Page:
Series Introduction: Runge on Contrastive Substitution and the Greek Verb (part 1 of 6)

In the Spring 2014 volume of Novum Testamentum, Steven Runge published an article entitled “Contrastive Substitution and the Greek Verb.” My good friend, Brian Renshaw (NT Exegesis), and I have had extensive conversations on the Greek language and the status quaestionis of verbal aspect. So, upon reading this recent article, we have decided to blog through it in order to highlight its arguments.

We have been influenced by Runge’s Discourse Grammar and other articles (find here), and we find his theoretical framework not only highly valuable, but extremely convincing. Therefore, this series not only provides us a way to write and think through his argument, but also to help others in their struggle with verbal aspect discussions.

Runge engages Stanley Porter’s position of verbal aspect as founded upon contrastive substitution. In Porter’s literature, he has given the impression that Georg Curtius (Elucidations of Student’s Greek Grammar, 1875), Carl Bache (Verbal Aspect, 1985), and N.E. Collinge (“Some Reflexions on Comparative Historical Syntax,” 1960) affirm his position. These works, especially Bache’s, are formidable in early linguistic discussions of verbal aspect, well beyond the Greek language.

Runge, however, argues Porter not only has straw-manned his position so as to give the impression these linguists affirm an aspect-only position, but Porter also introduces contrastive substitution “without providing the requisite theoretical grounding or discussion of methodological constraints governing their legitimate usage.”[1] So, Runge’s argument is two-fold. (1) He critiques Porter for lacking an acceptable framework and (2) he critiques Porter for a misappropriation of his literature. Runge, therefore, revisits Porter’s claims against the literature he cites and concludes Porter misrepresents their findings and notes how Bache provides a theoretical framework that Porter ignores.

To read Runge’s Novum Testamentum article, click here.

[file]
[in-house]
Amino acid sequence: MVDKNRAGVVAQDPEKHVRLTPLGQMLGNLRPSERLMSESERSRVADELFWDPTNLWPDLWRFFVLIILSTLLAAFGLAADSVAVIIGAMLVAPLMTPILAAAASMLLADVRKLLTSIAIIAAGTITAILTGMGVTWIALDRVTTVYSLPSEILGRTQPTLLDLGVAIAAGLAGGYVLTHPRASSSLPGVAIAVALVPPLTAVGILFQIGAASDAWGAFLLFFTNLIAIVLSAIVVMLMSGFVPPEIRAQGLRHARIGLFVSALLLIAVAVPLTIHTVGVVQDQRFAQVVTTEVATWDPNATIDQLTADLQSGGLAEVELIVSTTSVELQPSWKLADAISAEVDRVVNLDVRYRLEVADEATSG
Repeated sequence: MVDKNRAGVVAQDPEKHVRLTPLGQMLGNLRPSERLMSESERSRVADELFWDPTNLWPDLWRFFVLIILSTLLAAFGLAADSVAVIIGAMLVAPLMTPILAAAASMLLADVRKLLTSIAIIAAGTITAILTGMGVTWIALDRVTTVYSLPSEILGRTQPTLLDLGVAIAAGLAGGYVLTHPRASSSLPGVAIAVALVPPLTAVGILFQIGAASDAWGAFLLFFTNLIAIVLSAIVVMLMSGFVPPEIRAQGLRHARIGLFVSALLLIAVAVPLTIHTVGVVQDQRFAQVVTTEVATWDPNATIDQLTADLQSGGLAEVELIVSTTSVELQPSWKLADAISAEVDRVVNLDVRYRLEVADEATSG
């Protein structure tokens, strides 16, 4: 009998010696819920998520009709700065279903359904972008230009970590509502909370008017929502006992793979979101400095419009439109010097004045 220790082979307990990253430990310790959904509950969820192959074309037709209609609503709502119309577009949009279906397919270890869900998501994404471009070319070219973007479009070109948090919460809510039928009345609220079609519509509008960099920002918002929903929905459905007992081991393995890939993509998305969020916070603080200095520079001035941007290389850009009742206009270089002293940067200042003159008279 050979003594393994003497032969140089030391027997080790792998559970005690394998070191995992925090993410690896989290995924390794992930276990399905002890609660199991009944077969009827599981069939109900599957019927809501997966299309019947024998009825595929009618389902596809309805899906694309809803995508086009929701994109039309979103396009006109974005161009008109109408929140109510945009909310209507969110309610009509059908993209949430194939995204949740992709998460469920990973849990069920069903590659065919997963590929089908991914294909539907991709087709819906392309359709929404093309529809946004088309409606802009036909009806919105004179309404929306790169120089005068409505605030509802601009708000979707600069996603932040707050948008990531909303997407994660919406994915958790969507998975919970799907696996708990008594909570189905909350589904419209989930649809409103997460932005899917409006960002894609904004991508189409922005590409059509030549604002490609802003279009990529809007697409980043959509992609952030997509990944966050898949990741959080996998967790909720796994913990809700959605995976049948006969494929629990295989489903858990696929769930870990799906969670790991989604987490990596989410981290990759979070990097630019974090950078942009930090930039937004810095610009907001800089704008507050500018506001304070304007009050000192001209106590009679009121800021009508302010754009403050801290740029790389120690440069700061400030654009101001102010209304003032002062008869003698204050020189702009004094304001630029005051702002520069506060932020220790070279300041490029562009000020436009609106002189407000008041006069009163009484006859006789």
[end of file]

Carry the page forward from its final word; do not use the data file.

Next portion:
Series Order

  1. Introduction to Series — authored by Shawn Wilhite and Brian Renshaw
  2. Article Introduction and Background — authored by Brian Renshaw
  3. Contrastive Substitution and the Nature of Tense — authored by Shawn Wilhite
  4. Selection of Contrastive Examples — authored by Shawn Wilhite
  5. Claims from Contrastive Substitution —authored by Brian Renshaw
  6. Conclusion and the Future of Verbal Aspect — authored by Shawn Wilhite and Brian Renshaw

What is Contrastive Substitution?

Throughout Runge’s article, the term contrastive substitution is merely assumed. Part of this assumption is due to the literature of linguistics, Porter’s argument upon such assumptions, and Runge, himself, has written on the topic too (See here, here, and here). Therefore, for those engaged in the on-going aspect discussion and keeping with the plethora of literature, contrastive substitution is a recognized expression for Porter’s argument.

However, for those unfamiliar with the debate, a brief definition of contrastive substitution is needed. Contrastive substitution is when a verbal form has an aspect that can use another verbal form to communicate the same aspect in a different tense. Note the uses of the imperfect verbal form and present verbal form. That is, why would you use a present verbal form (present tense and imperfective aspect) in the past tense when an imperfect verbal form (past tense and imperfective aspect) would suffice? If a verbal form typically occurring in one tense category (i.e. past, present, or future) has an equal aspectual counterpart in another tense position, then a Greek writer would have the choice to use two verbal forms depending upon their tense value.

According to Runge’s article, which will be further explored, Porter not only affirms contrastive substitution as a major framework for his verbal system, but he has misapplied how the literature has defined it. For Porter, because a present verbal form can appear in two tense categories (past and present), then contrastive substitution disavows tense being part of the semantic feature of the verb.

Note the following affirmations of Porter:

Applying this to the Greek examples above, it becomes clear according to a principle of contrastive substitution—by which the identical form is used in different temporal context—that Greek does not grammaticalize absolute tense with the present.[2]

In defining the semantic features of this system, my formulation utilizes contrastive substitution to illustrate that absolute temporal categories (such as past, present and future) are not grammaticalized by the verb forms even in the indicative mood and that a particular verbal aspectual semantic feature is grammaticalized by a given verb form.[3]